Monday, June 11, 2007

Reconciliation with church doctrine

"... our hearts reach out to those who refer to themselves as gays and lesbians. We love and honor them as sons and daughters of God. They are welcome in the Church. It is expected, however, that they follow the same God-given rules of conduct that apply to everyone else, whether single or married." Gordon B. Hinckley, October 1999 General Conference

To remain active and in full fellowship in the LDS church, we must be willing accept that any sexual relations outside of a marriage between a man and a woman is forbidden. For the gay Mormon who wishes to remain active in the church, this leaves two choices: A life of celibacy or a mixed orientation marriage.

So, for those who have chosen one of these paths, how do you reconcile being gay with church doctrine?

Let the commenting begin ...

9 comments:

Scot said...

Forgive me if I'm a bit off track here, but I've been wondering about something related.

To me, both those choices are reconciled with the current doctrine. The main difference between them, as far as life in the church goes and from this outsider’s perspective, seems to be that a gay man who chooses celibacy can’t really progress too far in the church leadership. Is this true? I mean, can you have a never-married, celibate president of the LDS church? General Authority? Is celibacy any detriment to the LDS man (in addition to being celibate ;-)) or am I just making an assumption here?

Abelard Enigma said...

Unfortunately, that is true. You have to have been married in the Temple to be a Bishop

Brady said...

Callings and church service all the way down to Bishop of the local congregation require marriage. As far as I can tell, a reason for this is not given.

Abelard Enigma said...

FWIW, this is what Elder Dallin H. Oaks said in the interview that he and Elder Lance B. Wickman had with the church public affairs office:

To me that means that a person with these inclinations, where they’re kept under control, or, if yielded to are appropriately repented of, is eligible to do anything in the Church that can be done by any member of the Church who is single. Occasionally, there’s an office, like the office of bishop, where a person must be married. But that’s rather the exception in the Church. Every teaching position, every missionary position can be held by single people. We welcome to that kind of service people who are struggling with any kind of temptation when the struggle is a good struggle and they are living so as to be appropriate teachers, or missionaries, or whatever the calling may be.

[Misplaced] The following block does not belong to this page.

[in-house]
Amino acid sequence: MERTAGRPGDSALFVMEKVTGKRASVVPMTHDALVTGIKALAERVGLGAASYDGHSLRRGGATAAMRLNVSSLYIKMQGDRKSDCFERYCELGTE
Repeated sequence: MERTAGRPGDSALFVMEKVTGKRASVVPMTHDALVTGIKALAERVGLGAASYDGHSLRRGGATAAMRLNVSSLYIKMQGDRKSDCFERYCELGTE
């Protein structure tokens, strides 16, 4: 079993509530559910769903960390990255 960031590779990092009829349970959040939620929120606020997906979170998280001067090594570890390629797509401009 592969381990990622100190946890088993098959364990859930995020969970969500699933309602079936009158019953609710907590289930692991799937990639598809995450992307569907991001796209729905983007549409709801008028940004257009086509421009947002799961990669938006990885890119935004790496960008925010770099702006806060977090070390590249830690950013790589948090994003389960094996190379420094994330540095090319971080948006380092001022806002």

Brett said...

I don't think those two options are the only two options. There's no reason that some people cannot and should not honestly attempt reorientation/reparative therapies that can be beneficial and effective. While criticism abounds of such efforts, there genuinely are some who have experienced significant shift in their orientation.

That doesn't mean everyone will and that these other two options aren't also positive options, they they certainly aren't the only two.

Abelard Enigma said...

point taken

Abelard Enigma said...

Although, thinking about this a bit more, if a person has successfully undergone reorientation/reparative therapy, are they still considered gay?

Or, to put it another way, do these discussions apply for someone who has successfully undergone reorientation/reparative therapy?

Brett said...

Yeah, I think so. Especially if your talking about *options* for gay people. To expect that your future can consist only of the alternatives of celibacy or a MOM where perception is that sexual intimacy is forced or non-existent can be discouraging. Those for whom reorientation therapies have been of benefit may no longer identify as gay--even if the still experience some homosexual attraction--but they still come from a background in which many here will resonate, and possibly find hope in the way additional options have manifest themselves in the lives of some who have experienced this issue.

Wow, that seemed really wordy...

Chris said...

I talked about this topic in my latest blog post. Feel free to check it out if you want.